8. Agreed. Despite having 12 or 15 "modernist" ingredients, I'm continually noting recipes that require something I don't have. Maybe I can sub sometimes, but as these are unfamiliar ingredients, I'm not yet confident enough to try that.
  9. Chris, thanks for posting about "the burger." I'm looking forward to trying this one, especially if I can find a spare week to really mess around. The reconstructed cheese looks awesome for a burger, I'll have to try that. I made some cheddar/Gruyere blend for MM&C (modernist mac & cheese) last night, and continue to be impressed with how well this technique works. It's great that "the burger" is really educational, it seems like there are many parts of that recipe that can be used even when you're not going all out. Good luck with the pulled pork!
  10. Chris, how did your finished mushroom ketchup come out? I did a shortcut version (having failed to make the mushroom broth) and it was delicious, but clearly not the same as the recipe. Mine came out thick, even without xanthan, owing to the lack of added liquid. I'm curious if you have any "lessons learned" advice that might help my next attempt. Thanks for all your posts and photos!
  11. I would have posted this in the "Cooking With..." thread, but I think it's merged now, so here's a "cooking with..." report. My brother and I decided to do a nice dinner with some of the MC recipes, ranging from "traditional" foods to slightly more avant garde. Here is what we prepared: 1) Vol 5 "Hawaiian Poke" - this can be summed up as "Activa bonded sushi checkerboards." We were amazed at how close to the book's illustration we were able to get, in no small part thanks to nice quality fish (yellofin tuna loin and white-fleshed sea bass). Cool presentation, and the flavor is what it is -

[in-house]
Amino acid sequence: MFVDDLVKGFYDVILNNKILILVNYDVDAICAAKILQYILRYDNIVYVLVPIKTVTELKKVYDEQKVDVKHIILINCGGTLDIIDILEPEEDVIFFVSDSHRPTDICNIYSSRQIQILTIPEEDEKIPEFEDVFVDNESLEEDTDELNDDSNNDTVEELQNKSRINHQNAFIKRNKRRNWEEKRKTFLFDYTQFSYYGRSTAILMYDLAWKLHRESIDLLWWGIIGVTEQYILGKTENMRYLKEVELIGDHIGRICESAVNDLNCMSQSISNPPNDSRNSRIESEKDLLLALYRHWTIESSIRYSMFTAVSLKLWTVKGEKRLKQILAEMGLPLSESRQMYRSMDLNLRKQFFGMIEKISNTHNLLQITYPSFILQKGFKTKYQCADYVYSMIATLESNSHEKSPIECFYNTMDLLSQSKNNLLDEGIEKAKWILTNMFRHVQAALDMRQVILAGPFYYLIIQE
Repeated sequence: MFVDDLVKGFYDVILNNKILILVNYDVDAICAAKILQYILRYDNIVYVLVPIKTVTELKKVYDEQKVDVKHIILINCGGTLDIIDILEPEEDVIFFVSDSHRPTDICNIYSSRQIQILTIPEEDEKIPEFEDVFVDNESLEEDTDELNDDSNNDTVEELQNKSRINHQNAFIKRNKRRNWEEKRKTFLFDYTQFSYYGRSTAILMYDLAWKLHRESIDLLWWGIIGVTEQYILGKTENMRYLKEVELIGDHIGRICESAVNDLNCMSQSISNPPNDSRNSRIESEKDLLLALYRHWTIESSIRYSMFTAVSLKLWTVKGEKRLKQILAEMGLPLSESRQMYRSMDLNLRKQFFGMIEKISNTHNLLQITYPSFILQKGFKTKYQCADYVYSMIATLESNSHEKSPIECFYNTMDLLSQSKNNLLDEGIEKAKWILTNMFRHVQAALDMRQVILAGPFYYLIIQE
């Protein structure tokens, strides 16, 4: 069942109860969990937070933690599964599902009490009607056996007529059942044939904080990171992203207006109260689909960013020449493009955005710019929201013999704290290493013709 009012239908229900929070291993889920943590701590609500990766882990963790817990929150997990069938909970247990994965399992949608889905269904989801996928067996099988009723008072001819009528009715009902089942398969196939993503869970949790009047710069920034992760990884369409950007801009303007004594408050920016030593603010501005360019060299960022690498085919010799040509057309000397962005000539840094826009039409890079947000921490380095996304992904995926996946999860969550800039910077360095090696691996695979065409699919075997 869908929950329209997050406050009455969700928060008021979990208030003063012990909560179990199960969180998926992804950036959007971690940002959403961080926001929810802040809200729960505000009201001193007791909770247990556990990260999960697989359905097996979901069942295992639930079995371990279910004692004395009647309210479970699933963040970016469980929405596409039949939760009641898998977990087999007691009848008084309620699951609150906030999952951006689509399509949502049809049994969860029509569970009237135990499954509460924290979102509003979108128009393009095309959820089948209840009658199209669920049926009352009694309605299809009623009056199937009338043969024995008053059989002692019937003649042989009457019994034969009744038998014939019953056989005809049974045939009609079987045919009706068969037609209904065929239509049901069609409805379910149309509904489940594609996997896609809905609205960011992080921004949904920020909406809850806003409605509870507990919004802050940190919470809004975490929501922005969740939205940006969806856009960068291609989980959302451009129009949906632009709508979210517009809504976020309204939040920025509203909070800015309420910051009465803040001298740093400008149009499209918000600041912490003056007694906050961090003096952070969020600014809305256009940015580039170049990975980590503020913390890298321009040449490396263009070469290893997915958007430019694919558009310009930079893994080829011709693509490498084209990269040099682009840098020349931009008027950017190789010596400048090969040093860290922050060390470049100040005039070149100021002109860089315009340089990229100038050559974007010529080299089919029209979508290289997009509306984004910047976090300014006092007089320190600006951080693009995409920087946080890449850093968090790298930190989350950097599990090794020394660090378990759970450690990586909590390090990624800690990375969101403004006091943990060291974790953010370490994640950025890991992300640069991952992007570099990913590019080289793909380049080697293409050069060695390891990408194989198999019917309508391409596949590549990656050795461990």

12. Sorry, Rob. So far I believe MC is sold only as a set, and I don't think I've ever seen any plan to sell the volumes separately. That would require some revisions. For example, the index is currently contained in only one volume.
  13. I'm afraid to try the beer can chicken - at least with my oven. I assume the temperature fluctuations in my conventional natural gas oven are pretty big as a proportion of 175F - if it's swinging +-25 (or more) degrees, that's pretty bad. Looks like an interesting recipe, though. I always thought of beer can chicken as a technique that was designed to provide moisture to the bird in a relatively hot oven (like a grill or 450 degree oven), not in a low oven. Go figure...
  14. The fact that the Hellman burger at Pete's Cafe in LA isn't on the list is a travesty. Best. Burger. Ever. This has made me quite hungry!
  15. I am glad that I picked up this book, and look forward to cooking with it. I'll make sure to contribute to this thread when I do. MC has kind of dominated my free time, which really isn't fair! I saw some posts about the Miami dinner that Alex planned and executed with GastroPod (and obviously with the help of many others), and it looked really great. I'm sure the book has many great ideas...